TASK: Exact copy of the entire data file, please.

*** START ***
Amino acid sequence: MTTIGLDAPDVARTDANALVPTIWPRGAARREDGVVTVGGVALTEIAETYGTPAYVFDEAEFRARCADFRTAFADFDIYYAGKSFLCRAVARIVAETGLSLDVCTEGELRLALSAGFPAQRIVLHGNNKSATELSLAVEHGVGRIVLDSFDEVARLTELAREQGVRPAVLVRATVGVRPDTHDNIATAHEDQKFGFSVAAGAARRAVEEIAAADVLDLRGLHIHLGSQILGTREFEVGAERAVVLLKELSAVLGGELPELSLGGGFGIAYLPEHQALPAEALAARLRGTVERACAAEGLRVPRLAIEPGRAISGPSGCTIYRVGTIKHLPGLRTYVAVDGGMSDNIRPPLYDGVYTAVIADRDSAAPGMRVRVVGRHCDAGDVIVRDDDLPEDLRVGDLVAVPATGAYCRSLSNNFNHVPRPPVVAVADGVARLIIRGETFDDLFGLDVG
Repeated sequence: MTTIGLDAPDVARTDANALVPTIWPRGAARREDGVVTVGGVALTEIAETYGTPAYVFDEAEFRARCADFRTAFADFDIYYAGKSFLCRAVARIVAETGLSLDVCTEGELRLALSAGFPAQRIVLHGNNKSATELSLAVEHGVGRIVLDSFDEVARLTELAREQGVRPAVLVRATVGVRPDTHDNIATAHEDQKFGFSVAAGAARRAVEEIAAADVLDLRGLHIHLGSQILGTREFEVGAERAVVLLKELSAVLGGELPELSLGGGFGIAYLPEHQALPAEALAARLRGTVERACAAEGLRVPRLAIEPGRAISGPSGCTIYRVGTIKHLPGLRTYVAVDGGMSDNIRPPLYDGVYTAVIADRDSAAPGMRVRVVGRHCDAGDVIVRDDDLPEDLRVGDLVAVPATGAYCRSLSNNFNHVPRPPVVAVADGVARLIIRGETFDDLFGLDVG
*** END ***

Amino acid sequence: MTTIGLDAPDVARTDANALVPTIWPRGAARREDGVVTVGGVALTEIAETYGTPAYVFDEAEFRARCADFRTAFADFDIYYAGKSFLCRAVARIVAETGLSLDVCTEGELRLALSAGFPAQRIVLHGNNKSATELSLAVEHGVGRIVLDSFDEVARLTELAREQGVRPAVLVRATVGVRPDTHDNIATAHEDQKFGFSVAAGAARRAVEEIAAADVLDLRGLHIHLGSQILGTREFEVGAERAVVLLKELSAVLGGELPELSLGGGFGIAYLPEHQALPAEALAARLRGTVERACAAEGLRVPRLAIEPGRAISGPSGCTIYRVGTIKHLPGLRTYVAVDGGMSDNIRPPLYDGVYTAVIADRDSAAPGMRVRVVGRHCDAGDVIVRDDDLPEDLRVGDLVAVPATGAYCRSLSNNFNHVPRPPVVAVADGVARLIIRGETFDDLFGLDVG
Repeated sequence: MTTIGLDAPDVARTDANALVPTIWPRGAARREDGVVTVGGVALTEIAETYGTPAYVFDEAEFRARCADFRTAFADFDIYYAGKSFLCRAVARIVAETGLSLDVCTEGELRLALSAGFPAQRIVLHGNNKSATELSLAVEHGVGRIVLDSFDEVARLTELAREQGVRPAVLVRATVGVRPDTHDNIATAHEDQKFGFSVAAGAARRAVEEIAAADVLDLRGLHIHLGSQILGTREFEVGAERAVVLLKELSAVLGGELPELSLGGGFGIAYLPEHQALPAEALAARLRGTVERACAAEGLRVPRLAIEPGRAISGPSGCTIYRVGTIKHLPGLRTYVAVDGGMSDNIRPPLYDGVYTAVIADRDSAAPGMRVRVVGRHCDAGDVIVRDDDLPEDLRVGDLVAVPATGAYCRSLSNNFNHVPRPPVVAVADGVARLIIRGETFDDLFGLDVG